The reality of the climate crisis and how it impacts our cities is fundamentally a question of social justice and democracy. A transition towards a climate just future has to be deeply inclusive – that is the big challenge for our democracies. As the risk of a destructive 3+ Degrees temperature rise keeps growing, transitioning together is about the institutional infrastructures that enable systemic change: after all, climate change is not an isolated crisis, but a symptom of a system deeply out of balance. How can we design legitimate and equitable pathways towards a climate-resilient and thriving future? 

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This triptych aims to explore what this means for our cities, and for us as individuals and communities – and identify some of the core features of a more hopeful future. In this final part, we will look ahead at some areas of experimentation that we think cities should explore next.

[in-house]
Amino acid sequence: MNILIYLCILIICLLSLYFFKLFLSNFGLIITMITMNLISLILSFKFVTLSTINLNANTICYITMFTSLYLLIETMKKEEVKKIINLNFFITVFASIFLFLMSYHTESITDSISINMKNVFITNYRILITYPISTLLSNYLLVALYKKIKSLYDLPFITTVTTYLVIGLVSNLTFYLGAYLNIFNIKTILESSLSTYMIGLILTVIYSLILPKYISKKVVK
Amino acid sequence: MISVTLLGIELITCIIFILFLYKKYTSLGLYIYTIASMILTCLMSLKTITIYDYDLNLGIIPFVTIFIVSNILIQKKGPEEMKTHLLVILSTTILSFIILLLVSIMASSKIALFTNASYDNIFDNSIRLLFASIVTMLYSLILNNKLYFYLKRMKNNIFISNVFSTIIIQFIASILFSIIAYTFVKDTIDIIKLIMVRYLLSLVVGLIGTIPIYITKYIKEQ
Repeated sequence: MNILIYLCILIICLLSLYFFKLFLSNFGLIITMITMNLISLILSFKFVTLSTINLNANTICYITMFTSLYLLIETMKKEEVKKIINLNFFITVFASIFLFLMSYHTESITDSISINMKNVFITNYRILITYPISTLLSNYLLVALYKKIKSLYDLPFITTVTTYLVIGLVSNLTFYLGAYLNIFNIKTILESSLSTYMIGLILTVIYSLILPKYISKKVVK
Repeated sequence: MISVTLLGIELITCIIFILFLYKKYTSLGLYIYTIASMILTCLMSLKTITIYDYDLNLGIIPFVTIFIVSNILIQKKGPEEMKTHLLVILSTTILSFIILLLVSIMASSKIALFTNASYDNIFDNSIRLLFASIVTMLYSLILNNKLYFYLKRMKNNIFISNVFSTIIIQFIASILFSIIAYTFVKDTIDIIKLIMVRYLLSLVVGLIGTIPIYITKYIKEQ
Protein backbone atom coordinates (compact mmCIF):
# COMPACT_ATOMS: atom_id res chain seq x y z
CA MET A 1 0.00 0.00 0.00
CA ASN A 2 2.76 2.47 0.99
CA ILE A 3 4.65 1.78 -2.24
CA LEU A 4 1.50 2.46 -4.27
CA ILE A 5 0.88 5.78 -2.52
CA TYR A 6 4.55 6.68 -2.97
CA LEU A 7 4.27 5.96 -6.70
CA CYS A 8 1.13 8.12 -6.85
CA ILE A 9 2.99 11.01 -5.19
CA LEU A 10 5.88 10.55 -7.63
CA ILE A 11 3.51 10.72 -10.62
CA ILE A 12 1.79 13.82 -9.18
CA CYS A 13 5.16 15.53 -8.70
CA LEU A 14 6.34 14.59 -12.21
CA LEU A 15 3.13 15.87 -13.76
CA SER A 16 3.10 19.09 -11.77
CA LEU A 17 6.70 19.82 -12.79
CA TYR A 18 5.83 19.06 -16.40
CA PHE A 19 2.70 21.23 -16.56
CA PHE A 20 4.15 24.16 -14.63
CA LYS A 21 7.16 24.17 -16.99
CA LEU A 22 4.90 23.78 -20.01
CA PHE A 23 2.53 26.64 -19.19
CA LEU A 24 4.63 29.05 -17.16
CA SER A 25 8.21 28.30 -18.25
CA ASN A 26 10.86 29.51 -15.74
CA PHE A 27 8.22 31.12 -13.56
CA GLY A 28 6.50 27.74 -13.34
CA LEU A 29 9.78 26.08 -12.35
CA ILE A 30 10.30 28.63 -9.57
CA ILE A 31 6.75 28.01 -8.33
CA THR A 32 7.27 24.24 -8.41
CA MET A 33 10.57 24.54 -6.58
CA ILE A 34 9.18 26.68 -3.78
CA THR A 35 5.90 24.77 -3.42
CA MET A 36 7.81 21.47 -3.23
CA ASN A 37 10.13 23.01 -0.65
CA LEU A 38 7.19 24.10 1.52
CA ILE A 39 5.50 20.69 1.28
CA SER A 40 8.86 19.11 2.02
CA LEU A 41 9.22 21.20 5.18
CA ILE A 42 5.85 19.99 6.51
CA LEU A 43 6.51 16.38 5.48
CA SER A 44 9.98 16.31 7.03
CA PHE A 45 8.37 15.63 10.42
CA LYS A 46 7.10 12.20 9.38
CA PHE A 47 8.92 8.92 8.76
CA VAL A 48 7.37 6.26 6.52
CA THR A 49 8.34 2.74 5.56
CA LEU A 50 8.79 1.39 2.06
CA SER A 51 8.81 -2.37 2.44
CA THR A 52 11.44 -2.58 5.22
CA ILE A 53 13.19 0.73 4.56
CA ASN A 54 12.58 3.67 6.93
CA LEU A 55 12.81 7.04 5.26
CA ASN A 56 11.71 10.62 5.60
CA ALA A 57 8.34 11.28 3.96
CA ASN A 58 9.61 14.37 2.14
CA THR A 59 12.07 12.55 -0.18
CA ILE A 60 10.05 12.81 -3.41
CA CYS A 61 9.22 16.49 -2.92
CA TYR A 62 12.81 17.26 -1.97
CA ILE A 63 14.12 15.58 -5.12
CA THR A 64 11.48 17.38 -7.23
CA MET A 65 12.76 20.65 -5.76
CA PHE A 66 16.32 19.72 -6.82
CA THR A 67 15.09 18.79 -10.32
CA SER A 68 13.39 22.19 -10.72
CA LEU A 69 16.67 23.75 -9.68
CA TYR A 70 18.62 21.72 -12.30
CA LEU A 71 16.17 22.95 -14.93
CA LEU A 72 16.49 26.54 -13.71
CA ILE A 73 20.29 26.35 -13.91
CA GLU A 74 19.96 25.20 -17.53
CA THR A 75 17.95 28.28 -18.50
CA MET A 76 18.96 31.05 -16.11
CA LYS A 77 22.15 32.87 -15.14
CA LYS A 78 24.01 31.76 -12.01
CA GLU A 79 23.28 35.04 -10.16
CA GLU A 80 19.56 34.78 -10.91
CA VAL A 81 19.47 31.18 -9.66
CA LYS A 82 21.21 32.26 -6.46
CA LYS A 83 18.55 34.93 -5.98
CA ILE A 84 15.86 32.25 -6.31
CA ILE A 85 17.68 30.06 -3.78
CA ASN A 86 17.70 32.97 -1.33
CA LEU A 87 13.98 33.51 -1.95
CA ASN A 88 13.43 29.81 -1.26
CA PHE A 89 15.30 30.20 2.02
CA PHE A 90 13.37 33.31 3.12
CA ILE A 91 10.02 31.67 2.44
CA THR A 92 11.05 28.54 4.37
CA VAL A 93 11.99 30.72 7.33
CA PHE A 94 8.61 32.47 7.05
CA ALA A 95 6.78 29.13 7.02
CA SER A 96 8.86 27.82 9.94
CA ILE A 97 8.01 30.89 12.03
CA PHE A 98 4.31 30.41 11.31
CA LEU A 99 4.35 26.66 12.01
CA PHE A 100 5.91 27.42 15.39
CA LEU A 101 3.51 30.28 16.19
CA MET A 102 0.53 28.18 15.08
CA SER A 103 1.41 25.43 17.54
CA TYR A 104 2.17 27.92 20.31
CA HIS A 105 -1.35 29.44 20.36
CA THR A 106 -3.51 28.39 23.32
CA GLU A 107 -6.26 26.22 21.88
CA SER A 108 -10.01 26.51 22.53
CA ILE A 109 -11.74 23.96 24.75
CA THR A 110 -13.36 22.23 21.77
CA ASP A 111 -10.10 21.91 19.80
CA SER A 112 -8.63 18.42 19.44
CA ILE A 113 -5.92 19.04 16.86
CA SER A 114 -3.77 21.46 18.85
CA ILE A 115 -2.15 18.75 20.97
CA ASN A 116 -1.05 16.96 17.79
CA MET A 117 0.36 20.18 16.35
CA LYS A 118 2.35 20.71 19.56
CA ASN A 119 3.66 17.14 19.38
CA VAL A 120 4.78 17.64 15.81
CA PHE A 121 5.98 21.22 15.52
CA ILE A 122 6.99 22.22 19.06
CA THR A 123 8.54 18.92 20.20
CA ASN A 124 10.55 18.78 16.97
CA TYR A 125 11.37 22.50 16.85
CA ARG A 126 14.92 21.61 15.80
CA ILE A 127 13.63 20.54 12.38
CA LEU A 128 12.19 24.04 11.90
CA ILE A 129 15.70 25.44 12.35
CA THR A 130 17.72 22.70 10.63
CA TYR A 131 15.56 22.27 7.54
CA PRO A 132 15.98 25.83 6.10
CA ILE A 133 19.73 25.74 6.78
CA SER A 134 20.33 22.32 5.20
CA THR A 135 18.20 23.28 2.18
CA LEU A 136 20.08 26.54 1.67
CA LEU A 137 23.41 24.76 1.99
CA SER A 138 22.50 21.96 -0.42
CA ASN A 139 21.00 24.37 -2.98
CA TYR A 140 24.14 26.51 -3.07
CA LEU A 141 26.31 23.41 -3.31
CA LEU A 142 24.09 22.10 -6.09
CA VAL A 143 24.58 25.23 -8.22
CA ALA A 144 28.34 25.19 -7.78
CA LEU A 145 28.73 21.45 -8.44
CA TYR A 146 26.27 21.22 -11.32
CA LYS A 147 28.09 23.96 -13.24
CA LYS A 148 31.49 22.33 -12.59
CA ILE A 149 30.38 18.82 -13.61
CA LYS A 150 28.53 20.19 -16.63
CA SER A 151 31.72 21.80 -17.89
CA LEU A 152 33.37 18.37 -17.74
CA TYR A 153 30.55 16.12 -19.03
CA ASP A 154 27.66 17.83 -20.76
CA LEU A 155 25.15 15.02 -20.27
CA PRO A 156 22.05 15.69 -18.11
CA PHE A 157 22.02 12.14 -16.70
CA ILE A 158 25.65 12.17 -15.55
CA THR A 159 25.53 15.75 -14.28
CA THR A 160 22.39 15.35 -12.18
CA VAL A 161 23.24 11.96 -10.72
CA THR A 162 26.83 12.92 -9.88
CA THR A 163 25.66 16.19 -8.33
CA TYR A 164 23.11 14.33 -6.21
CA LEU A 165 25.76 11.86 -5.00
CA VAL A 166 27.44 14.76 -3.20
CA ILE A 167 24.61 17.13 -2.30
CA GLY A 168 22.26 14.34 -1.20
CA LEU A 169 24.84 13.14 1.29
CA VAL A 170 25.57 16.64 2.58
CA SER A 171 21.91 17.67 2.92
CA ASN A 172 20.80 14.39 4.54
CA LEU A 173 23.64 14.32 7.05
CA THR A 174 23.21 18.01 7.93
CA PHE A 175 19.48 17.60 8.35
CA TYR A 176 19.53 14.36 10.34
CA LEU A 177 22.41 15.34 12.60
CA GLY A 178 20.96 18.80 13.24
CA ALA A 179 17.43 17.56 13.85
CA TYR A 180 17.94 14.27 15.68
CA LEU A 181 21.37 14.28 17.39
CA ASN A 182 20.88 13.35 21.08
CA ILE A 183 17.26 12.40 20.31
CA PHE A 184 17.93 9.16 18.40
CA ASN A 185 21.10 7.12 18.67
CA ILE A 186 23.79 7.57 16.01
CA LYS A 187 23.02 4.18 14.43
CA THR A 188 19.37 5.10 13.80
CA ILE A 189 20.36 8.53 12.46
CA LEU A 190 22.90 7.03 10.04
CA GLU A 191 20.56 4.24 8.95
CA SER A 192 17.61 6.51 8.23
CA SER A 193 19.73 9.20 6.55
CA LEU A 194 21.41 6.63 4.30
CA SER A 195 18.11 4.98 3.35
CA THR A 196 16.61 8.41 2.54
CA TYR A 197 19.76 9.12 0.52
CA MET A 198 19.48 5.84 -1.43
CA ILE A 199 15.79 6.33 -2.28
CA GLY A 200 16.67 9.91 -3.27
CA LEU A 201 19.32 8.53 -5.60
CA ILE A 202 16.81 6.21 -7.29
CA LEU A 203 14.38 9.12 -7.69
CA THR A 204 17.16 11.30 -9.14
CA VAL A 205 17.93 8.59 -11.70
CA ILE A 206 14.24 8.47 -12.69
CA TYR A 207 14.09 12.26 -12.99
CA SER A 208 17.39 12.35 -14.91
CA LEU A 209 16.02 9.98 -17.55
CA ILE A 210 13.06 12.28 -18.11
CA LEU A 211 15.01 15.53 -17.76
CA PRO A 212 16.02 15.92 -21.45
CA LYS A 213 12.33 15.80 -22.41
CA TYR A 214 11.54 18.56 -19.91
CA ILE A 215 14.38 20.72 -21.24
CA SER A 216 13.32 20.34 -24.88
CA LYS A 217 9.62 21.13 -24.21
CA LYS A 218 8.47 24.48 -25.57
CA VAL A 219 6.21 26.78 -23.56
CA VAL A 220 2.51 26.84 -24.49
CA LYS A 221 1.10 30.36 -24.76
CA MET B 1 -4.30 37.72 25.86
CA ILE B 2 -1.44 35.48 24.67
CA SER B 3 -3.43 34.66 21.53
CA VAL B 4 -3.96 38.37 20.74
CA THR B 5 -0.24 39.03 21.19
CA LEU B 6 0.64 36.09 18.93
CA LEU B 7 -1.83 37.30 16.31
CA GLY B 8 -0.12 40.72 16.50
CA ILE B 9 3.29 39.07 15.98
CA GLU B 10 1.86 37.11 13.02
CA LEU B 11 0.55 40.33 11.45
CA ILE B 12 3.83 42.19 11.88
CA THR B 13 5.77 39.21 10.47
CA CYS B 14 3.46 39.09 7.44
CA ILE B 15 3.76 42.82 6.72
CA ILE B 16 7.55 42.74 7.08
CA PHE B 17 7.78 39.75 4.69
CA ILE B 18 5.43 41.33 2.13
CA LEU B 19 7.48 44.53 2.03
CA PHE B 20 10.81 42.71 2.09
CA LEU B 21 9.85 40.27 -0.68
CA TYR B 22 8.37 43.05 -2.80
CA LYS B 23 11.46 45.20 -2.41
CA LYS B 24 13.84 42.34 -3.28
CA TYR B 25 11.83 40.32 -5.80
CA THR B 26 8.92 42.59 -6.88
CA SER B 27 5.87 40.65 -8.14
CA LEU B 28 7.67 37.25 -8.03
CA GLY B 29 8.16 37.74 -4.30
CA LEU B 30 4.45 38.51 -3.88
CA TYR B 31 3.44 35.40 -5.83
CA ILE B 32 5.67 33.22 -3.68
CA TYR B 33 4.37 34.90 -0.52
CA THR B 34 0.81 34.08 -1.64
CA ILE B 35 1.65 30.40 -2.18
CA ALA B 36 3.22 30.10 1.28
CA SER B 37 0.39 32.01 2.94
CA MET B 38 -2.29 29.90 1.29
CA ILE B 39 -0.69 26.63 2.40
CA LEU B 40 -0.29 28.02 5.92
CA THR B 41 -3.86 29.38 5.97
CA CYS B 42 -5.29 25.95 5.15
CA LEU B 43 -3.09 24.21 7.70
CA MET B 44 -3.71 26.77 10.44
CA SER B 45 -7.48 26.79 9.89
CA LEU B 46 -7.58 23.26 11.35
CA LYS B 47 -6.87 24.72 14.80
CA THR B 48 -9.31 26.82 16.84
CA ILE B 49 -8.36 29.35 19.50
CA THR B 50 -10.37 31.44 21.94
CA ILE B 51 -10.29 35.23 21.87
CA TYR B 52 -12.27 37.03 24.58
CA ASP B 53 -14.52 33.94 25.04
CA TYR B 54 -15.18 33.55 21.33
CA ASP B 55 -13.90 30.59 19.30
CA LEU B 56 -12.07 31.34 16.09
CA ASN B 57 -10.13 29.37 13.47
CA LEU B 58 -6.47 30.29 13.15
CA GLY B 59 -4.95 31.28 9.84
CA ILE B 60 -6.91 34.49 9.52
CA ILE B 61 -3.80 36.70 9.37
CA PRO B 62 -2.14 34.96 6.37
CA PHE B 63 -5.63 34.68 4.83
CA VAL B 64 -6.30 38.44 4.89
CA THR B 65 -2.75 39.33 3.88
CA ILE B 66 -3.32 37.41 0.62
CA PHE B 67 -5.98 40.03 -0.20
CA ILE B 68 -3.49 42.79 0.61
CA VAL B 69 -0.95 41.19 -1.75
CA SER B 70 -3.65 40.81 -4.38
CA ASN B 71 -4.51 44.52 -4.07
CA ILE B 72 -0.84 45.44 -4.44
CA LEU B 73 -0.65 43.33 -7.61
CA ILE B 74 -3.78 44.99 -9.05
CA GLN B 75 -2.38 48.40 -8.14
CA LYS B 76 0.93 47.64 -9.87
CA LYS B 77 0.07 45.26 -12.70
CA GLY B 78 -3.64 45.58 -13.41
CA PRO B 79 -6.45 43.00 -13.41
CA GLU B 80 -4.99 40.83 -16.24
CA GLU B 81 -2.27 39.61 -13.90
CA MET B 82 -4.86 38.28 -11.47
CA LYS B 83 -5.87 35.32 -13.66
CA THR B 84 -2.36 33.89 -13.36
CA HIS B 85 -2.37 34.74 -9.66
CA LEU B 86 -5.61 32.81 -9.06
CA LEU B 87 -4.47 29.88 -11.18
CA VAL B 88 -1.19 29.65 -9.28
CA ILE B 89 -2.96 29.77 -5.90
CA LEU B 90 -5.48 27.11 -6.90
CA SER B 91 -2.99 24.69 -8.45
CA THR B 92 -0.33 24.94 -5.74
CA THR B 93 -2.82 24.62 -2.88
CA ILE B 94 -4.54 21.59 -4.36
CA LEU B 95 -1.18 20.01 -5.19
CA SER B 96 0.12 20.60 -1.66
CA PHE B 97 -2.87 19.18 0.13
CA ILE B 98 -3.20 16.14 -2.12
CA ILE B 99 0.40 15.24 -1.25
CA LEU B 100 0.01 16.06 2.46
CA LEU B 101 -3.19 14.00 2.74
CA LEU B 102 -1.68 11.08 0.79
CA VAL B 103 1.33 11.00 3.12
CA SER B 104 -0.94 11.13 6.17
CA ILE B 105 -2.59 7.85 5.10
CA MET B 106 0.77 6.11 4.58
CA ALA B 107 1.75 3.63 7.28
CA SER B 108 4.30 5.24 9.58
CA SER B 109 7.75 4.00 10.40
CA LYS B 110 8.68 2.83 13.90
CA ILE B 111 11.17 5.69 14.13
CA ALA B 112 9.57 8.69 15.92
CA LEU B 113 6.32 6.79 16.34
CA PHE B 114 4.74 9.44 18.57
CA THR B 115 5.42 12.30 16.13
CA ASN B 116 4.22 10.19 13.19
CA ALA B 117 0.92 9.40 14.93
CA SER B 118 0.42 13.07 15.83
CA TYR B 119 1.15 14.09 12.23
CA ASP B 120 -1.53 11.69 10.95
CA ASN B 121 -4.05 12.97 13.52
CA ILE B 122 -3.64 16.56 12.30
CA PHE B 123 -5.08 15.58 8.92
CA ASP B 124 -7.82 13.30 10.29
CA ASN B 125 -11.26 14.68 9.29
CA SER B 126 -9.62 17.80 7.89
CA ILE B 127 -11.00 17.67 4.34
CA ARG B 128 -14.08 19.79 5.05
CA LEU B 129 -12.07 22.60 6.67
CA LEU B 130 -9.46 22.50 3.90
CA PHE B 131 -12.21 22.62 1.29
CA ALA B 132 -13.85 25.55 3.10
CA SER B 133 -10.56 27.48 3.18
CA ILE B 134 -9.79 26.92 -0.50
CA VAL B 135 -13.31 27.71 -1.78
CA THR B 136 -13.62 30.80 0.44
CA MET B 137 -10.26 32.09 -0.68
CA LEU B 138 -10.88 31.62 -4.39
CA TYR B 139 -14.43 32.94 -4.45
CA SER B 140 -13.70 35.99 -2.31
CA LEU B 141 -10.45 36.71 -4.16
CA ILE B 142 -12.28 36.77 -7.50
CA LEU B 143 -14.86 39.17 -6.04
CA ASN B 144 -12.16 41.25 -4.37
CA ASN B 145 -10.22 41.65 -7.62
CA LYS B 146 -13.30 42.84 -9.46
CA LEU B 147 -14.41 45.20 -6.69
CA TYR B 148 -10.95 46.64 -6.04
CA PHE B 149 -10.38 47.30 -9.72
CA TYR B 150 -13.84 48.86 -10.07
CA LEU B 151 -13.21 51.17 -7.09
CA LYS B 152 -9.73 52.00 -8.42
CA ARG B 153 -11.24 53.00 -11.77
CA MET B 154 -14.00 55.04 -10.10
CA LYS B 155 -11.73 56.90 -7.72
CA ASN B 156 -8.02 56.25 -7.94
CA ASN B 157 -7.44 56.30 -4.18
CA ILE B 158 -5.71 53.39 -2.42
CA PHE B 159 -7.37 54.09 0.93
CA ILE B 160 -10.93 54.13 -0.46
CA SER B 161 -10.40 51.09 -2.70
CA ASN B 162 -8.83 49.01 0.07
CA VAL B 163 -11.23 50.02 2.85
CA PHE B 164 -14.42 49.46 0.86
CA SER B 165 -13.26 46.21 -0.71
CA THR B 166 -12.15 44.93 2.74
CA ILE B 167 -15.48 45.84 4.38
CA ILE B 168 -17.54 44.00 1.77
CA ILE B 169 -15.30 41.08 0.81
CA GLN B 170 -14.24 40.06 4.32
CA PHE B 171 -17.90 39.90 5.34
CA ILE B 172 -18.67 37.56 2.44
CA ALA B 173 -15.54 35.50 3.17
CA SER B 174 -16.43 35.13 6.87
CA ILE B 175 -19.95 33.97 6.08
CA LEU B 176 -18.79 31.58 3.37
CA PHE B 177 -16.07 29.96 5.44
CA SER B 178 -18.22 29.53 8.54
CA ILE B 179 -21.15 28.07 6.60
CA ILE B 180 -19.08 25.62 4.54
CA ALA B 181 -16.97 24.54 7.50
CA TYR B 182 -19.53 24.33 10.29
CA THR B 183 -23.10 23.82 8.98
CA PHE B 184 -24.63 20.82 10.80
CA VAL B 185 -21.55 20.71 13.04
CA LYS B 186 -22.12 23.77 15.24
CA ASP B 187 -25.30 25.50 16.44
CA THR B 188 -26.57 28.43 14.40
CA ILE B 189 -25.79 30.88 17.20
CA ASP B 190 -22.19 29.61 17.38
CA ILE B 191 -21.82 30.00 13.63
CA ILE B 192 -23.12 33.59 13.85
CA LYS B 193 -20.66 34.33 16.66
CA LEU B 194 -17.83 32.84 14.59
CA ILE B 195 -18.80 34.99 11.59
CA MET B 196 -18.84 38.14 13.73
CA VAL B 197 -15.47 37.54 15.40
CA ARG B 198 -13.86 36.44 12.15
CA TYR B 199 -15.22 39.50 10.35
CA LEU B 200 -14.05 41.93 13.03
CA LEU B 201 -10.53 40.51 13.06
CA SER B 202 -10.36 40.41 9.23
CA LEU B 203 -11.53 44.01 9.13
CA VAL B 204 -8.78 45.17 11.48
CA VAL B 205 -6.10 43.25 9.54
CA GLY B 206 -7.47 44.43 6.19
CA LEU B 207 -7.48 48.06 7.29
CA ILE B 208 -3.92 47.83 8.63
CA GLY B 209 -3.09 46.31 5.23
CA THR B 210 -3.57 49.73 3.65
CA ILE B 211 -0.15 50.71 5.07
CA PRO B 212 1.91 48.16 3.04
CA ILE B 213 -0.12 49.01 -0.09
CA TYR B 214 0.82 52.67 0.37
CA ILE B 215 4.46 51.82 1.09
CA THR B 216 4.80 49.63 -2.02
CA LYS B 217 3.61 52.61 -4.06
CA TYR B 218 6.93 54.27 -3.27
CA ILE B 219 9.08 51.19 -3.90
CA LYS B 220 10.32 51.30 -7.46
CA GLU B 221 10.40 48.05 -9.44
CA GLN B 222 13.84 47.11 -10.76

DossierDesigning Cities for All
Inclusive

More info and speakers will follow soon!

For DCFA Fellow Dark Matter Labs (London), the principles of strategic design are the ultimate tool to apply to ‘big picture’ systemic challenges like education, urban design, and climate breakdown. Over the past 5 years, Dark Matter Labs has found itself involved in several collaborations where efforts to transition society in response to technological revolution and climate breakdown look to the city as a critical problem-space and tangible unit of change. In the coming weeks, Indy Johar and Joost Beunderman will continue their research in Pakhuis de Zwijger’s two-year programme, focusing on what it takes to design a climate-resilient and thriving future for all.

Program seriesDesigning Cities for All

How can designers contribute to the creation of inclusive cities for, and by everyone?